Shostakovich’s atmospheric Eleventh Symphony recounts the events surrounding the First Russian Revolution of 1905, while reflecting on the brutality of the later Soviet regime. Its cinematic depiction of winter cold and military might is utterly compelling, and never more so than under the baton of the composer’s friend Mstislav Rostropovich.
Shostakovich wrote his Eighth Symphony (from a total of fifteen) in the summer of 1943, across a period of around ten weeks. It was given its first performance on 4 November that year by the USSR Symphony Orchestra, conducted by Evgeny Mravinsky, to whom the work is dedicated. Expectations were high, for Shostakovich’s Seventh Symphony, associated with the siege of Leningrad, had been adopted both in Russia and the West as a symbol of resistance to the Nazis. It was hoped that the Eighth would follow in its patriotic footsteps – earlier that year the German Sixth army had been annihilated at Stalingrad, the siege of Leningrad has been lifted, and the Nazis were in retreat.
Both these couplings are extremely fine, but taken together they add up to even more than the sum of their parts. The point of coupling Shostakovich’s first and last string quartets is obvious, and the contrast between what the composer himself called his “Springtime Quartet” and the unprecedented sequence of six slow movements written months before his death could not be more poignant.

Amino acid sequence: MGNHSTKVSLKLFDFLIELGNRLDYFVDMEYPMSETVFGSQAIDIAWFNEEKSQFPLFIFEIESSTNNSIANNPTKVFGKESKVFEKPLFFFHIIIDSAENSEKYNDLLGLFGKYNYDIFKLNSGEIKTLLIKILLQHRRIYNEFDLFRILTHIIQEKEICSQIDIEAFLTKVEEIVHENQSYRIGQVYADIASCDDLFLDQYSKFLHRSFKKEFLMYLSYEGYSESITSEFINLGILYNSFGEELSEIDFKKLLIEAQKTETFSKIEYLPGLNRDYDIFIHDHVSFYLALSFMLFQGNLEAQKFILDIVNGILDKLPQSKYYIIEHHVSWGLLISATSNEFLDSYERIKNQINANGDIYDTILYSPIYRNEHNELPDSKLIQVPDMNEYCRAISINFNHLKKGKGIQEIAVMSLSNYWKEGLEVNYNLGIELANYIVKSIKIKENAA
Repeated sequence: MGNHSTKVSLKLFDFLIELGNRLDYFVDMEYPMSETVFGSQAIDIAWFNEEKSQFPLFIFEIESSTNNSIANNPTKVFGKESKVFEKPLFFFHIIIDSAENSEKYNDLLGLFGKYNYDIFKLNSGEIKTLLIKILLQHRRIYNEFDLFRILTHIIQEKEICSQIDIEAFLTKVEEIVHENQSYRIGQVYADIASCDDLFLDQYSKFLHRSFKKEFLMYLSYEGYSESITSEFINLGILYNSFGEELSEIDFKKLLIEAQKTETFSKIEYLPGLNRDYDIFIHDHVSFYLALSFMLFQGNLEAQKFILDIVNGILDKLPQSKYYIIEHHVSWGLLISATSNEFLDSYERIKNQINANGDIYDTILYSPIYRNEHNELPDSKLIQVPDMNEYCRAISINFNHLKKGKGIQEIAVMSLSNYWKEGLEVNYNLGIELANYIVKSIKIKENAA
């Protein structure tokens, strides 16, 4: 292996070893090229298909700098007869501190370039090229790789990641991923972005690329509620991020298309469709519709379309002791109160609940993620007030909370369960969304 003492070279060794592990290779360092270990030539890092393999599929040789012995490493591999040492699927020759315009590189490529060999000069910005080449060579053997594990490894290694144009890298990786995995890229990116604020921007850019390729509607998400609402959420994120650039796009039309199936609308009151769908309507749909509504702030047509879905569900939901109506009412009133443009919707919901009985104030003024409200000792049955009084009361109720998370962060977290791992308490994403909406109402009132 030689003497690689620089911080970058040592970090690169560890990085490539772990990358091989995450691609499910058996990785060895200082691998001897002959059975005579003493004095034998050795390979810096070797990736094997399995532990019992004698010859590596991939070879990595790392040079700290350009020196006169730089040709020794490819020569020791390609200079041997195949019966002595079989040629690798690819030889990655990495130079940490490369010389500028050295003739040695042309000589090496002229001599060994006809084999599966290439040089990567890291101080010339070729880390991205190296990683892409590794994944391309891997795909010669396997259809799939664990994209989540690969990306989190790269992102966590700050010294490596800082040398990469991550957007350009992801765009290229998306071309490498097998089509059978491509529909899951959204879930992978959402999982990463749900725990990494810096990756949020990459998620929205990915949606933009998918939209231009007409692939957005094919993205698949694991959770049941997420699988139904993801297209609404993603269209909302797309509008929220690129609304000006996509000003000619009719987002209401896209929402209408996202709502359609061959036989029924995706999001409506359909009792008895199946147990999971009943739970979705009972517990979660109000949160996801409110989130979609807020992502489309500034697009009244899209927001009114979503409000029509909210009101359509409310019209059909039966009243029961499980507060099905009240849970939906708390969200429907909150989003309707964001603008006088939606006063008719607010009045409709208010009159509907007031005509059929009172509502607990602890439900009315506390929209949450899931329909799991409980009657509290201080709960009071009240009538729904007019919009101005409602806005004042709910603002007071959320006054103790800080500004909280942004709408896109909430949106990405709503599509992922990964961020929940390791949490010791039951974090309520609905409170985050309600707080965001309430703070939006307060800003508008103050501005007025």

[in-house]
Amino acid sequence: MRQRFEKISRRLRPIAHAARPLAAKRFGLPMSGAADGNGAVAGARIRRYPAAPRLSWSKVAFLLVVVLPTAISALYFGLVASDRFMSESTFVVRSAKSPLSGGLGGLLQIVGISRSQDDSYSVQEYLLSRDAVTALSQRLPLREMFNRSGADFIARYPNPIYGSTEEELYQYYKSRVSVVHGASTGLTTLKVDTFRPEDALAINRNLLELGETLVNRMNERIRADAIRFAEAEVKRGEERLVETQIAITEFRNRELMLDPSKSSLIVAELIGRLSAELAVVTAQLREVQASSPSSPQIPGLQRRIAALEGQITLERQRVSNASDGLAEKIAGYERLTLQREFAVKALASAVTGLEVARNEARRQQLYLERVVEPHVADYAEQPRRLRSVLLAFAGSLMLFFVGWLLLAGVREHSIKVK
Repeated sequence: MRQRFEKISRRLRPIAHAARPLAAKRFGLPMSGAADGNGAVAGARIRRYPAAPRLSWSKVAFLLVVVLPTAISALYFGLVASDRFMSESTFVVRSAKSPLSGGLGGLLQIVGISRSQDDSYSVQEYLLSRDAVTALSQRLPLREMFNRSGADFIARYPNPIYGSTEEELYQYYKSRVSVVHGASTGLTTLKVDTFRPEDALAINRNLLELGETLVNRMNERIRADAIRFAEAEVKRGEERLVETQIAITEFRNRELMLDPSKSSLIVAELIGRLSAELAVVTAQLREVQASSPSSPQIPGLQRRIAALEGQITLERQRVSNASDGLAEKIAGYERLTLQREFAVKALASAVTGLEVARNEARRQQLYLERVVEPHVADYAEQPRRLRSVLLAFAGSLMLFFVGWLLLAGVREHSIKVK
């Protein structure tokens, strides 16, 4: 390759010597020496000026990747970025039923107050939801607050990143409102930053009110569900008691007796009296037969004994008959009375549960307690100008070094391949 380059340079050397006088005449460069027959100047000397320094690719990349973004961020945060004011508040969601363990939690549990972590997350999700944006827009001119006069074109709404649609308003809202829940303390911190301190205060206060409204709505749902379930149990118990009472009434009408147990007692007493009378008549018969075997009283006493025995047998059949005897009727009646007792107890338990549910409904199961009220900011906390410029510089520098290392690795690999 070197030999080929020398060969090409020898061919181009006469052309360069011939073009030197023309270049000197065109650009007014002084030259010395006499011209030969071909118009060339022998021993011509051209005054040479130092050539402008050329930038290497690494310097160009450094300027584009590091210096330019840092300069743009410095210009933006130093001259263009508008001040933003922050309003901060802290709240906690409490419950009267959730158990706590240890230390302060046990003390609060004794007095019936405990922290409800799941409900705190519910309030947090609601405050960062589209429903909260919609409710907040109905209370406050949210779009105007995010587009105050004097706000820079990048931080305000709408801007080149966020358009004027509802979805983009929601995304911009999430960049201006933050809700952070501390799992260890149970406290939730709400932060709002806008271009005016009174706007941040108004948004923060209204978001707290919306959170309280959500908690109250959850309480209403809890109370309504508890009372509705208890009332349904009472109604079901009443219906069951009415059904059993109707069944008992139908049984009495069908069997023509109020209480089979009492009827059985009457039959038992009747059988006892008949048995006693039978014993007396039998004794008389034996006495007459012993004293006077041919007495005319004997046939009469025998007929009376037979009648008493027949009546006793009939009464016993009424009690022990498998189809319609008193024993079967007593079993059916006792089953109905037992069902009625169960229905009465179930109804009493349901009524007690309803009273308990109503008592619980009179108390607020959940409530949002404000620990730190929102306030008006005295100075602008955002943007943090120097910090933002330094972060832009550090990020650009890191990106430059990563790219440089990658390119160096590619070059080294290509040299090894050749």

I've been listening to Brandenburgs non-stop for the past three weeks, for some reason. I love the Ristenpart recording, and I like the Britten version even better in some ways. This Baumgartner recording has a certain elegance. The pace is a tad slower and the ambience a bit thicker. The second movement of the first Brandenburg hits that emotional place a bit better than in the Britten version. I would be hard pressed to say which I prefer overall, but on first listening I sure loved this recording.
The musical talents of Elizabeth-Claude Jacquet, who became Jacquet de La Guerre at her marriage in 1684 to the organist Marin de la Guerre, attracted the patronage of Louis XIVs court while she was still little more than a child. She was an admired singer, virtuoso player of the harpsichord and composer of at least one opera (Cphale et Procris, 1694), a number of cantatas both secular and sacred, trio sonatas and the harpsichord works recorded here.